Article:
For Ni2+, extraction efficiencies were in a narrow distribution around an average value of 32%. None of the studied polymers seemed to retain more of this metallic ion. The results were the following: 3a (29.37% ± 3.20%), 3b (34.68% ± 4.59%), 3c (29.28% ± 1.06%), 3d (34.98% ± 0.17%), 3e (28.91% ± 2.89%), 3f (31.87% ± 5.57%) and 3g (36.44% ± 8.25%).
Finally, the least-extracted metal was zinc (II). As for Ni2+, none of the polymers was much better than the low average of 16%. Polymers 3a (14.53% ± 4.20%), 3b (20.45% ± 4.80%), 3c (17.55% ± 4.58%), 3d (12.01% ± 5.09%), 3e (16.97% ± 0.38%), 3f (21.01% ± 6.17%) and 3g (13.34% ± 2.39%) showed a distribution again not very far from the calculated average.
When looking at all the results, as an average of all polymers, we can observe that the metals that are the best extracted are iron (III) and copper (II), at around 80%, lead (II) is extracted at around 50%, and nickel (II) and zinc (II) at 15%–30%. These results suggest that, by selecting the right polymer, a discrimination and selectivity for at least iron (III) and copper (II), and maybe lead (II), can be done over nickel (II) and zinc (II).
Since the polymeric structure differs only by the R substituent on the nitrogen (Scheme 3), a tentative analysis has been done to try to understand the influence of the substituent’s nature on the extraction efficiencies. Polymers 3a and 3b have an alkyl group on the terminal nitrogen, and are thus amines. For 3ce, and aromatic ring is the substituent, and the compounds are aniline derivatives.
Finally, for 3f and 3g, they include carbonyl linkages, and are in the carbamate and amide families, respectively. Considering only the R substituent, the availability of the nitrogen electron doublet for chelation should theoretically be in the following order: 3a,b > 3c–e > 3f,g. It should be noted, however, that polymer 3e also includes a pyridyl group, capable of metal chelation.
For iron (III), the nature of the N-terminal substituent of the piperazine does not seem to have a determinant effect on the chelation of this metal. Extraction efficiencies are within the same range of 70%–85%. Only a small decrease in efficiency can be observed in the previously cited order (3a,b > 3c–e > 3f,g), which may not be that significant.
In the case of Cu2+, a more obvious effect seems to take place, especially for carbamate (3f) and amide (3g) containing N-substituents. Polymers 3a and b are a little more efficient (ca. 90%) than 3ce (ca. 80%), but there is a more obvious decrease of around 30% while using polymers 3f and 3g.
When looking at lead (II) extraction, the effects are more puzzling. N-alkyl-substituted polymers 3a and 3b are not as efficient as was the case for the two previous metallic ions, with ~50% and ~20% extraction, respectively. Aryl-substituted polymers 3c–e are better (60%), while 3f and 3g are going down to the 3a level.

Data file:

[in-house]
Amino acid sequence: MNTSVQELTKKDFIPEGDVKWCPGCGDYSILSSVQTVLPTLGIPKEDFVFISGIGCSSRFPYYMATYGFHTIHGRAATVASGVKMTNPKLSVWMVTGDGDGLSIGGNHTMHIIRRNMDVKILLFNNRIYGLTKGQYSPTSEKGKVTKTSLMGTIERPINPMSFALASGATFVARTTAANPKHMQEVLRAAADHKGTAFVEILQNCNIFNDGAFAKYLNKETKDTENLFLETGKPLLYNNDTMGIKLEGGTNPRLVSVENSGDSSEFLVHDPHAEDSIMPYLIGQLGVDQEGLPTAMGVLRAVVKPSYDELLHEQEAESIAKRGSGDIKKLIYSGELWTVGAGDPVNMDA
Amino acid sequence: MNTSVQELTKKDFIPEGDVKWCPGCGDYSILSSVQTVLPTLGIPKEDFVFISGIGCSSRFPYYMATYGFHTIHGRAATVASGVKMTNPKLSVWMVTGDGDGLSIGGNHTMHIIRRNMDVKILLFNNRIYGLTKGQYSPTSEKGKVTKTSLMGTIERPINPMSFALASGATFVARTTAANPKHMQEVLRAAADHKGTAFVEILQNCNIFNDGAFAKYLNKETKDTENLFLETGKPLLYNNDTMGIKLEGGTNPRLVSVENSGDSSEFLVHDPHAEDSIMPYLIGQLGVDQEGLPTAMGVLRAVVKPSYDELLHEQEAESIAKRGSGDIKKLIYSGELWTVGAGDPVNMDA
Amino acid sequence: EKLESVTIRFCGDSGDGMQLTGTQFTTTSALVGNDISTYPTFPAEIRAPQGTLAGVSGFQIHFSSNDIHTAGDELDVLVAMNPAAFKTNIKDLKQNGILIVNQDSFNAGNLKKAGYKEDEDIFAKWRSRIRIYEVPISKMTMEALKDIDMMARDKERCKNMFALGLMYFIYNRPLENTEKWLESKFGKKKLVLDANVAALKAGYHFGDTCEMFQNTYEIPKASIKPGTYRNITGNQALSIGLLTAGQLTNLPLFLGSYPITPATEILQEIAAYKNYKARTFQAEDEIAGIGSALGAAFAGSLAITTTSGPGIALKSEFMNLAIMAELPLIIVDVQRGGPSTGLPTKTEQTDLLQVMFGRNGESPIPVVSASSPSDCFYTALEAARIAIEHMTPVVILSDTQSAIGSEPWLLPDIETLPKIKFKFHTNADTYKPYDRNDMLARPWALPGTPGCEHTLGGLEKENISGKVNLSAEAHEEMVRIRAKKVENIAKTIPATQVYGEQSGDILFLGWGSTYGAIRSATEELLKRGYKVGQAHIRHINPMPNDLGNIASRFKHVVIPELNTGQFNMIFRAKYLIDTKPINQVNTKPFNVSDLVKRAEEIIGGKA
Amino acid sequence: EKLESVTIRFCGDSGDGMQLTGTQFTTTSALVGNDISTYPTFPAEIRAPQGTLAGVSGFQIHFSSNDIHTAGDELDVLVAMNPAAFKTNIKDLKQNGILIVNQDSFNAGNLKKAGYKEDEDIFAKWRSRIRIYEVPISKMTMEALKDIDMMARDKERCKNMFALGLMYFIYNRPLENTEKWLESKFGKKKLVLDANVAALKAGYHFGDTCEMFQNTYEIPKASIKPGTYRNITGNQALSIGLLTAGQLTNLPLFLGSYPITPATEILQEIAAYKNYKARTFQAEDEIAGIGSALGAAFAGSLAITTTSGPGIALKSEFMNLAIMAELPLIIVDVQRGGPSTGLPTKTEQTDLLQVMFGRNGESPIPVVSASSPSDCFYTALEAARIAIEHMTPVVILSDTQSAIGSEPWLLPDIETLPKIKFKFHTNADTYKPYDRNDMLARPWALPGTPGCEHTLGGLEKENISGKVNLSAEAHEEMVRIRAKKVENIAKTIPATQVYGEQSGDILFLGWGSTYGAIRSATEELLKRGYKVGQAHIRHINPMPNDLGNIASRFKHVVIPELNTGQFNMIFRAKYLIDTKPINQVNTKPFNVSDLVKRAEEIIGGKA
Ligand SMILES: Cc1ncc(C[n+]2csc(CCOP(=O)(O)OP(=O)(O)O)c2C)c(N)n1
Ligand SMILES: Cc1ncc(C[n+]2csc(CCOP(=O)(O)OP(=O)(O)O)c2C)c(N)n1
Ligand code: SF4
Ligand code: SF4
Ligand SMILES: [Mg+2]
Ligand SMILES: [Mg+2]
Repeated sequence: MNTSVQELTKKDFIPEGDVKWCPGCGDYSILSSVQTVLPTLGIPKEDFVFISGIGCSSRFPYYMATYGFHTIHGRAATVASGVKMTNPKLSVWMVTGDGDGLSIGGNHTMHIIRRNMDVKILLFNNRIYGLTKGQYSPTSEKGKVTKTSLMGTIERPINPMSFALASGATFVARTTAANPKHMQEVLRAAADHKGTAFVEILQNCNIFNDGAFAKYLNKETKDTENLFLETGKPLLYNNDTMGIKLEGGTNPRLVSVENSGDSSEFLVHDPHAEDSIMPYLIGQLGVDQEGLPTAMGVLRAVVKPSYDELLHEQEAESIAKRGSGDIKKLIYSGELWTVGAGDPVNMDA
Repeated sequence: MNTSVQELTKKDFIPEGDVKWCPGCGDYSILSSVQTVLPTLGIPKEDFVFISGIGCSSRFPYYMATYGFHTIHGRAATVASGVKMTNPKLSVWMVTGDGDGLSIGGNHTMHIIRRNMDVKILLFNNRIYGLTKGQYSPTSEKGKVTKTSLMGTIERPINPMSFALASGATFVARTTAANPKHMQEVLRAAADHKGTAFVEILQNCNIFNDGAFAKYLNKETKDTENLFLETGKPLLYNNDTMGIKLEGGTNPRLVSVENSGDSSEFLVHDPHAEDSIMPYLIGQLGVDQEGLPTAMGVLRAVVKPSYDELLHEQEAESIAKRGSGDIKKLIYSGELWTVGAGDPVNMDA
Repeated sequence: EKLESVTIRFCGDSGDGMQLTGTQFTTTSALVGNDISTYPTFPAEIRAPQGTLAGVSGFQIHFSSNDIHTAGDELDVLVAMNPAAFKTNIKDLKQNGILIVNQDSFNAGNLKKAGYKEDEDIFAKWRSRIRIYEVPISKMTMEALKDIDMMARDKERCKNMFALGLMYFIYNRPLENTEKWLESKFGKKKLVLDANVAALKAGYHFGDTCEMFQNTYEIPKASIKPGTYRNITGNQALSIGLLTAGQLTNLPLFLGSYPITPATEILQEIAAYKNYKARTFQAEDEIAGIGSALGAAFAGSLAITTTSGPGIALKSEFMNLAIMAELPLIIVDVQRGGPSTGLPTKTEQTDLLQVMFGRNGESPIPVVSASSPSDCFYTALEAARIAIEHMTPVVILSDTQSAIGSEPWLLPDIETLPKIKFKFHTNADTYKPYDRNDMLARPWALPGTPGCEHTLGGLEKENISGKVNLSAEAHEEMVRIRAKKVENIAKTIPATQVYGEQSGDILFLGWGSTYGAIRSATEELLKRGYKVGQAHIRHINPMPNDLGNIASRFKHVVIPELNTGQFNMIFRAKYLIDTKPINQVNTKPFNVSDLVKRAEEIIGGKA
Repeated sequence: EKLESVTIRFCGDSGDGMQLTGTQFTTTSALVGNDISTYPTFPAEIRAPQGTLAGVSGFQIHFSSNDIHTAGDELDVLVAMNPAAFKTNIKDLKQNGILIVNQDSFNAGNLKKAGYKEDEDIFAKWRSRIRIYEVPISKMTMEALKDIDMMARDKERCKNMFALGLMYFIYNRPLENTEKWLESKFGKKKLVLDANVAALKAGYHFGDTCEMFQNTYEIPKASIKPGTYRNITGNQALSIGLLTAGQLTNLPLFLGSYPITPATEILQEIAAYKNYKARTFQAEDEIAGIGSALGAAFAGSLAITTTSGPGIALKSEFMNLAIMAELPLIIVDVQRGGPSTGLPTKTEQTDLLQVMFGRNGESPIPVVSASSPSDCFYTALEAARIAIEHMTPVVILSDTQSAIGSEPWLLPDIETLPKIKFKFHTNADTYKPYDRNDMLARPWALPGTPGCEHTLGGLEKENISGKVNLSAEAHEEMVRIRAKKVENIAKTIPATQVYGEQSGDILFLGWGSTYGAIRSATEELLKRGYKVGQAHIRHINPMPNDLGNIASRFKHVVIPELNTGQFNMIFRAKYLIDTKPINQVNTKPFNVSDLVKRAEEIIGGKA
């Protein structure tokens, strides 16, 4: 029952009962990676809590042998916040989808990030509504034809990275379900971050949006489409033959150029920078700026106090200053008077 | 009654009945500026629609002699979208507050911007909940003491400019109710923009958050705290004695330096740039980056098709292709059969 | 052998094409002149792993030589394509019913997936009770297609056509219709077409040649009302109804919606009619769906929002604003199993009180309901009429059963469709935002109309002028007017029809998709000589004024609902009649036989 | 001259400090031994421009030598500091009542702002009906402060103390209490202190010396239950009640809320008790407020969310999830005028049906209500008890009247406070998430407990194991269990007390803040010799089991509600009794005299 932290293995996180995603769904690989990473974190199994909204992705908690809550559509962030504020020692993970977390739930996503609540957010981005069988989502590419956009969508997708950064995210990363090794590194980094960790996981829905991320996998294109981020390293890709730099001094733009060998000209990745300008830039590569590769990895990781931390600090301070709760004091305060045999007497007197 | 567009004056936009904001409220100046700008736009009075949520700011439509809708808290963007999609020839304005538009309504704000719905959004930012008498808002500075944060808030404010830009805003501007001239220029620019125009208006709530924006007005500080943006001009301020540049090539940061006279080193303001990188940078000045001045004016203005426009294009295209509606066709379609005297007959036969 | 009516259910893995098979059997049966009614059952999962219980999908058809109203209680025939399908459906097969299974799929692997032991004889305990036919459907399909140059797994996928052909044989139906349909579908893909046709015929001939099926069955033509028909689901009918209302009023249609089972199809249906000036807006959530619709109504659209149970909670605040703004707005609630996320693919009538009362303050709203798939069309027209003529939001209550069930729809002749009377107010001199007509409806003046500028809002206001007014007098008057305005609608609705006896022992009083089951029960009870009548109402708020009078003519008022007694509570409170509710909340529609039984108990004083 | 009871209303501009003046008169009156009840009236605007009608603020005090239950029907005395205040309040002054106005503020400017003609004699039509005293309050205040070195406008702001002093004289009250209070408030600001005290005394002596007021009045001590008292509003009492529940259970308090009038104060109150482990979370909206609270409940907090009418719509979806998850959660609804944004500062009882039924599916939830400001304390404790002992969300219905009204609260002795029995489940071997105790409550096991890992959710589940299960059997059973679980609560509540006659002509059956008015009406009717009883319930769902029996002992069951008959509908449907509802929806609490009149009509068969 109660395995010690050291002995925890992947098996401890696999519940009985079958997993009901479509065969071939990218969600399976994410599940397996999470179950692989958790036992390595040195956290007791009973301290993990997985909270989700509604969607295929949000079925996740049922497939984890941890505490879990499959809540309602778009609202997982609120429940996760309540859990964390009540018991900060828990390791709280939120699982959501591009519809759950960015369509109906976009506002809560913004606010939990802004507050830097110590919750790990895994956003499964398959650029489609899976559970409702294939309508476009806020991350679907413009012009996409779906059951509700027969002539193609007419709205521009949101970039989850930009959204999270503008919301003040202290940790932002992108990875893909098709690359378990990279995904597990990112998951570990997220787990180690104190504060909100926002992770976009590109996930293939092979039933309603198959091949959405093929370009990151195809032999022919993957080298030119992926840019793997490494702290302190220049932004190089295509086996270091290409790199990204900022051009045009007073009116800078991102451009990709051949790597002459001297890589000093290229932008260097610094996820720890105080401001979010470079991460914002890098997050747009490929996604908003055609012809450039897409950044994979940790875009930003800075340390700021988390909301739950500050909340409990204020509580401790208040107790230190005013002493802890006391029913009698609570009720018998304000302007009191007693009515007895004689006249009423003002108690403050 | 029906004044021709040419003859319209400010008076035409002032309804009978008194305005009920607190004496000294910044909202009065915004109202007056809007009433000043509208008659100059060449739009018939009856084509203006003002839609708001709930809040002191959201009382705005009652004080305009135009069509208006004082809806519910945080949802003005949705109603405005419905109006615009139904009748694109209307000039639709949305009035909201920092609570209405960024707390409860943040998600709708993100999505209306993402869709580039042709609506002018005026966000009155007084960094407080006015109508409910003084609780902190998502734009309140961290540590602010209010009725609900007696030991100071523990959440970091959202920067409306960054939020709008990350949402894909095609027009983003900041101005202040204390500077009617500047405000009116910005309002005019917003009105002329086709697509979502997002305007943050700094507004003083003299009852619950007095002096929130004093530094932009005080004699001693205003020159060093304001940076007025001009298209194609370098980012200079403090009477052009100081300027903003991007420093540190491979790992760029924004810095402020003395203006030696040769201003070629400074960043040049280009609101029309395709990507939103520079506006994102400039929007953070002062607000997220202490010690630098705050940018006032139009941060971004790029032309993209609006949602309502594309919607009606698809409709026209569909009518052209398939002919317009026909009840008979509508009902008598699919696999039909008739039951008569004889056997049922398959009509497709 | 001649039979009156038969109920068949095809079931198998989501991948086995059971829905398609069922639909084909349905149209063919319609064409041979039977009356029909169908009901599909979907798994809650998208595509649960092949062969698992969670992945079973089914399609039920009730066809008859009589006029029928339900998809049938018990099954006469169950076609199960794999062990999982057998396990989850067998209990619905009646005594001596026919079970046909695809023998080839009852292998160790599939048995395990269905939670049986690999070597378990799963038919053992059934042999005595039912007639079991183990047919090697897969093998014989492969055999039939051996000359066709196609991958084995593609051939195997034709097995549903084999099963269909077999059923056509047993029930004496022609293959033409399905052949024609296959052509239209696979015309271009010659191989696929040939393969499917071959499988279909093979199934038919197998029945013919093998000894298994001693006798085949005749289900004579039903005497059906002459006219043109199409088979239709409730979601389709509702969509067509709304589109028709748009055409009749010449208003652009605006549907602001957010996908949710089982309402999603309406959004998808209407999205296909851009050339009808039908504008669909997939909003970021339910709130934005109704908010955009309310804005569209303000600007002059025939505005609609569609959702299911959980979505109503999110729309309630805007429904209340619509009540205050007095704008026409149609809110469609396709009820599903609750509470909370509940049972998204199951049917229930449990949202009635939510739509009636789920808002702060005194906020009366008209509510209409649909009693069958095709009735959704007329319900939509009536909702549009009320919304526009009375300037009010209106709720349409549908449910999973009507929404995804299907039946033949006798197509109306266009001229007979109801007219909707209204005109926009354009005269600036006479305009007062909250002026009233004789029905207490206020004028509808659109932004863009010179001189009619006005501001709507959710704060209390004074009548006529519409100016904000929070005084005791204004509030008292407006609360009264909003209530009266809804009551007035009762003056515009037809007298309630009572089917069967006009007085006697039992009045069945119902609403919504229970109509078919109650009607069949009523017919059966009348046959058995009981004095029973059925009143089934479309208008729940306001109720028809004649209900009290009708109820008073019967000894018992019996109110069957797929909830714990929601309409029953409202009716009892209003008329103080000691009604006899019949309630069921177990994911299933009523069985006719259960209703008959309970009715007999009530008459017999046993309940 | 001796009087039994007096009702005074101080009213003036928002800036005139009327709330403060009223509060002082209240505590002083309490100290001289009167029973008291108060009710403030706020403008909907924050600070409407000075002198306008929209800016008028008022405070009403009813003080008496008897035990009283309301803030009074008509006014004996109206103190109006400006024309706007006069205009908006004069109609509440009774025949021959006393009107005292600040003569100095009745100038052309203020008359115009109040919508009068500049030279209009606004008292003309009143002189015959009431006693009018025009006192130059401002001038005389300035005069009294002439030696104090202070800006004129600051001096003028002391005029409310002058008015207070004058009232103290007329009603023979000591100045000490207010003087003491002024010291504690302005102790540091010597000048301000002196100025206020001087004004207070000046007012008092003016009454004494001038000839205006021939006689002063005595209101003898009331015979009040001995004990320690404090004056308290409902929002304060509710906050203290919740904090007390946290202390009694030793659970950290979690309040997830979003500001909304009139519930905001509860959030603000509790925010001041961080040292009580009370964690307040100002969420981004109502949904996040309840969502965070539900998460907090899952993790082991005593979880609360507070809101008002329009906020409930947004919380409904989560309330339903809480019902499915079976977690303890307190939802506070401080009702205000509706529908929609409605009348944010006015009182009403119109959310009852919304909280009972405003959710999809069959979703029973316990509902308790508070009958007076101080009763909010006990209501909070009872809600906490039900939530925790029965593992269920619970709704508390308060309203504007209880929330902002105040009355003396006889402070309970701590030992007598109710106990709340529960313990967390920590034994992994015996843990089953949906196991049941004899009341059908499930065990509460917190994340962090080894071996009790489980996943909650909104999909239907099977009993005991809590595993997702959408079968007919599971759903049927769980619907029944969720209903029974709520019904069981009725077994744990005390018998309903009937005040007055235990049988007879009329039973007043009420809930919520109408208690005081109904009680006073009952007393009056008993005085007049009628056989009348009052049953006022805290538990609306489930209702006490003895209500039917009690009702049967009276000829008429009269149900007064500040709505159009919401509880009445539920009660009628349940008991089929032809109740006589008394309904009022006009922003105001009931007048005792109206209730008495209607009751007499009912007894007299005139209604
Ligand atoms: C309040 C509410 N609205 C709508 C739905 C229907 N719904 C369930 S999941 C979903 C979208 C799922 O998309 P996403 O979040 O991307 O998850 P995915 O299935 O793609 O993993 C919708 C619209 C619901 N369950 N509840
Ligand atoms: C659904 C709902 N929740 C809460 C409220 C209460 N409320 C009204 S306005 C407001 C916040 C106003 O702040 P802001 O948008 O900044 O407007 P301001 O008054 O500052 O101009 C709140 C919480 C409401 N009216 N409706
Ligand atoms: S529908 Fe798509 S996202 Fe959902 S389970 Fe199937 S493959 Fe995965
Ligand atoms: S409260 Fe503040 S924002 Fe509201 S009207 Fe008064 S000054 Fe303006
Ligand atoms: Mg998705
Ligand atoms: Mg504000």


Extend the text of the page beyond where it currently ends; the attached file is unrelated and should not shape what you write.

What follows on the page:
For Ni2+and Zn2+, none of the polymers extracted them well. No conclusion can be drawn other than that these polymers are not suitable for their extraction.
The electro-negativities of the substituted nitrogen of the piperazine may partially explain some of the relative extraction efficiencies, at least for iron (III) and copper (II). For lead (II), the alkyl series (3a,b) is not really matching the previsions, while the other series do. For Ni2+ and Zn2+, none of the results can give an idea about this influence since they are not well extracted, and the levels are the same for all polymers studied here. These results may indicate that the awaited “pendant design” is not the major mode of complexation encountered in this series. It may be, in part, done by an integrated mode, or it may mainly be driven by the triazole one (Figure 1). Iron (III) and copper (II) are known to be “nitrogen-philic” metals, especially for trinitrogen-/azide-type species. In a previous work, such an effect has been observed [21,22,23].
Another influence of these terminal N-substituents can be the hydrophilic/hydrophobic balance of the polymers. This may explain the access and/or stability of complexes formed between the metal the triazole nucleus. This effect has already been observed in the case of copper (II) and lead (II) in a work on PVC-supported triazolic amides [38].
We have also tried to rationalize the interactions between the polymers and the metal ions based on their electropositivities, ionic radii and water solvation. The extraction efficiencies, based on the metal cation size or electro-positivities, cannot be taken into account since only lead (II) has a superior size and lower electro-positivity when compared to the transition metals having similar radii.